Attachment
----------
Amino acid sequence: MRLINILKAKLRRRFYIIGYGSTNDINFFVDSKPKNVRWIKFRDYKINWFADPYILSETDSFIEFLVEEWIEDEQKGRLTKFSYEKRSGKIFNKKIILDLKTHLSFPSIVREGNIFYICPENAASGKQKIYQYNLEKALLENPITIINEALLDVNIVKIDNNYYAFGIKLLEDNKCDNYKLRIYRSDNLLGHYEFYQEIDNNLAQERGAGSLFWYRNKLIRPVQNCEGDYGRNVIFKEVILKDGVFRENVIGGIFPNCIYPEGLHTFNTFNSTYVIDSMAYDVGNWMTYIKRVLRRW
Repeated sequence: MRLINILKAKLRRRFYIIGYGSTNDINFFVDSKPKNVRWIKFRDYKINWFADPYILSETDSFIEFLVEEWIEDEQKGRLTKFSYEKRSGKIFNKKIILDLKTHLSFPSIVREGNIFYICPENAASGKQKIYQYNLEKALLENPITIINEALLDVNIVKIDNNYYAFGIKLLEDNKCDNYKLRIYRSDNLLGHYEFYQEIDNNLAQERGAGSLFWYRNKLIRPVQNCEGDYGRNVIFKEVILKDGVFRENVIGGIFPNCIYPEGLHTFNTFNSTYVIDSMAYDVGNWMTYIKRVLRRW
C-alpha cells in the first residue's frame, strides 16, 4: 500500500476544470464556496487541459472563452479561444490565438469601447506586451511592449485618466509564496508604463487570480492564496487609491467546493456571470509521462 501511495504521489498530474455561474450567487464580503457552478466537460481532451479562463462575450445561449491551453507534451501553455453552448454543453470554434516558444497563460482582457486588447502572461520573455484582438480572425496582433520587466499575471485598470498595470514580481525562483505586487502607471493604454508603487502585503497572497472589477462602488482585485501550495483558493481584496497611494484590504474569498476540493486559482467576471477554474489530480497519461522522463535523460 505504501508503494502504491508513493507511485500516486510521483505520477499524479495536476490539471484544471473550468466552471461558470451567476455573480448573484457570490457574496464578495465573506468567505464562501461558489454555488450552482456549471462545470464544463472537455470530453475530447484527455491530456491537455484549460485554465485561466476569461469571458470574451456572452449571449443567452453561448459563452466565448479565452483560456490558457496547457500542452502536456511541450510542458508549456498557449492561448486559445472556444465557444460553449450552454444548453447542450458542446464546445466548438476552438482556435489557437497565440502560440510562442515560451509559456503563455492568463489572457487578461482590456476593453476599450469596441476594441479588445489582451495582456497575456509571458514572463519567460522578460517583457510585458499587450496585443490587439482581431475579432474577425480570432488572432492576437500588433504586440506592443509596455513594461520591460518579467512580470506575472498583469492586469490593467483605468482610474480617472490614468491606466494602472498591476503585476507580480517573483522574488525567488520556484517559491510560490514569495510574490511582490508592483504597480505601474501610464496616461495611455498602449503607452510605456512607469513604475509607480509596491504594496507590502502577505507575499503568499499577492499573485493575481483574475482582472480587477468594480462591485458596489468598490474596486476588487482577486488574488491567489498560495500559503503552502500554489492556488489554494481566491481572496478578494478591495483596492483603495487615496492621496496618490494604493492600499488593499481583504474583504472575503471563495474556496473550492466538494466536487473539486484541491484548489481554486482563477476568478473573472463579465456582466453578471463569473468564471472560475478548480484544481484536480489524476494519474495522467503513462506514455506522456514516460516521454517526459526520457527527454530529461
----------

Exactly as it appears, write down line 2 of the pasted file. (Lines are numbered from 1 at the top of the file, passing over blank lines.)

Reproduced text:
Repeated sequence: MRLINILKAKLRRRFYIIGYGSTNDINFFVDSKPKNVRWIKFRDYKINWFADPYILSETDSFIEFLVEEWIEDEQKGRLTKFSYEKRSGKIFNKKIILDLKTHLSFPSIVREGNIFYICPENAASGKQKIYQYNLEKALLENPITIINEALLDVNIVKIDNNYYAFGIKLLEDNKCDNYKLRIYRSDNLLGHYEFYQEIDNNLAQERGAGSLFWYRNKLIRPVQNCEGDYGRNVIFKEVILKDGVFRENVIGGIFPNCIYPEGLHTFNTFNSTYVIDSMAYDVGNWMTYIKRVLRRW